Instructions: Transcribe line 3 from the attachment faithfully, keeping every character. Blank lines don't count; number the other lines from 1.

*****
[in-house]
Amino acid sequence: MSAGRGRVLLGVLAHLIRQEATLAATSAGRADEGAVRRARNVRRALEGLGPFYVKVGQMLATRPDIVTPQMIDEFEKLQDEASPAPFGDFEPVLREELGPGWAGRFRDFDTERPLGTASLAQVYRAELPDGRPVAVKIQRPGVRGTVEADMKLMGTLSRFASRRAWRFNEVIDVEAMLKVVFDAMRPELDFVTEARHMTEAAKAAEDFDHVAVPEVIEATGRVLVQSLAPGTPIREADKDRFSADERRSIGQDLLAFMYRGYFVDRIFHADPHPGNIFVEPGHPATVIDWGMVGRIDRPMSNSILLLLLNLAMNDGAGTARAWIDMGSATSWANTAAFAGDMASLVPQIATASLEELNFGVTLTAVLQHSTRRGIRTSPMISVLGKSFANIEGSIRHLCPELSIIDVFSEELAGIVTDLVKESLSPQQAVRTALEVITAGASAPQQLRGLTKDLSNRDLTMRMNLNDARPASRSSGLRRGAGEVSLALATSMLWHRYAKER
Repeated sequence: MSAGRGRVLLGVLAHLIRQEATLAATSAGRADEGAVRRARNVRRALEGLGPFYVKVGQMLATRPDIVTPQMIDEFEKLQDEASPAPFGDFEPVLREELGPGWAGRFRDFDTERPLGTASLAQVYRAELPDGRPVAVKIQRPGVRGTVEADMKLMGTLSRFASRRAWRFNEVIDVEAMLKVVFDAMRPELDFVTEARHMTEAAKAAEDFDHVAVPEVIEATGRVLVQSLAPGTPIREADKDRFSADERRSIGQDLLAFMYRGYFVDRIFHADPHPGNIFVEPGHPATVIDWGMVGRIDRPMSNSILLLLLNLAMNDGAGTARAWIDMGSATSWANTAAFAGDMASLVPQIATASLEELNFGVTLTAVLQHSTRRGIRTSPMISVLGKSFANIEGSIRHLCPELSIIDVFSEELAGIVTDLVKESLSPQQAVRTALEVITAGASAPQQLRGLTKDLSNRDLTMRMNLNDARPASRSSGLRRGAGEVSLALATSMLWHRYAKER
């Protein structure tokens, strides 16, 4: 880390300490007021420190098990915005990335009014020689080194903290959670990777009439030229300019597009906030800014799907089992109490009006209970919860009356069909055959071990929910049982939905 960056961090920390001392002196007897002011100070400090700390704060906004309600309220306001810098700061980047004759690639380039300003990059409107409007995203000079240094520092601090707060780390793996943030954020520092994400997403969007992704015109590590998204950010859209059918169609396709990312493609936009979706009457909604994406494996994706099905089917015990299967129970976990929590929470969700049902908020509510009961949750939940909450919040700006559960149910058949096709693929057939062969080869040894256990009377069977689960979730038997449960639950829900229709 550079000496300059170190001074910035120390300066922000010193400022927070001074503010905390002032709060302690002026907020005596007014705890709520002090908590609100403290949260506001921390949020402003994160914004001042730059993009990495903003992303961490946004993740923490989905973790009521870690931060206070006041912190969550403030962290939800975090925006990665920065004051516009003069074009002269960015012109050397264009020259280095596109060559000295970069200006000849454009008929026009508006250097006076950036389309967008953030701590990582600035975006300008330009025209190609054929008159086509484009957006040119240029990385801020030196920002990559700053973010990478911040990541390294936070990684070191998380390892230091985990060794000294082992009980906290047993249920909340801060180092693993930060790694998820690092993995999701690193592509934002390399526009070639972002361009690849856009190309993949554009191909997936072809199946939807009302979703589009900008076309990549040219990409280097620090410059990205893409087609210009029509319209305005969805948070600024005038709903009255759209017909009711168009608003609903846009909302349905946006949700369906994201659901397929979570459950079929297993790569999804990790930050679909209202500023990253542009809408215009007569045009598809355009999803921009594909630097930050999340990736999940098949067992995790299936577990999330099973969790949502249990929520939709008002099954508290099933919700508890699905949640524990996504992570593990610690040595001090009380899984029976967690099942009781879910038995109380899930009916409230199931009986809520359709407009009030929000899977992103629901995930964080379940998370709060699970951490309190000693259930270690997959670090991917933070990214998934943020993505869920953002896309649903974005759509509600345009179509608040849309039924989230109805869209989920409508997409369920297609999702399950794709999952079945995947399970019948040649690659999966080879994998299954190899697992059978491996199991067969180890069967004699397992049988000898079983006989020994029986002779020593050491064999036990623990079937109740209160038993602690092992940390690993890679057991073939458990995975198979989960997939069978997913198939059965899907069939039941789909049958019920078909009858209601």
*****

Repeated sequence: MSAGRGRVLLGVLAHLIRQEATLAATSAGRADEGAVRRARNVRRALEGLGPFYVKVGQMLATRPDIVTPQMIDEFEKLQDEASPAPFGDFEPVLREELGPGWAGRFRDFDTERPLGTASLAQVYRAELPDGRPVAVKIQRPGVRGTVEADMKLMGTLSRFASRRAWRFNEVIDVEAMLKVVFDAMRPELDFVTEARHMTEAAKAAEDFDHVAVPEVIEATGRVLVQSLAPGTPIREADKDRFSADERRSIGQDLLAFMYRGYFVDRIFHADPHPGNIFVEPGHPATVIDWGMVGRIDRPMSNSILLLLLNLAMNDGAGTARAWIDMGSATSWANTAAFAGDMASLVPQIATASLEELNFGVTLTAVLQHSTRRGIRTSPMISVLGKSFANIEGSIRHLCPELSIIDVFSEELAGIVTDLVKESLSPQQAVRTALEVITAGASAPQQLRGLTKDLSNRDLTMRMNLNDARPASRSSGLRRGAGEVSLALATSMLWHRYAKER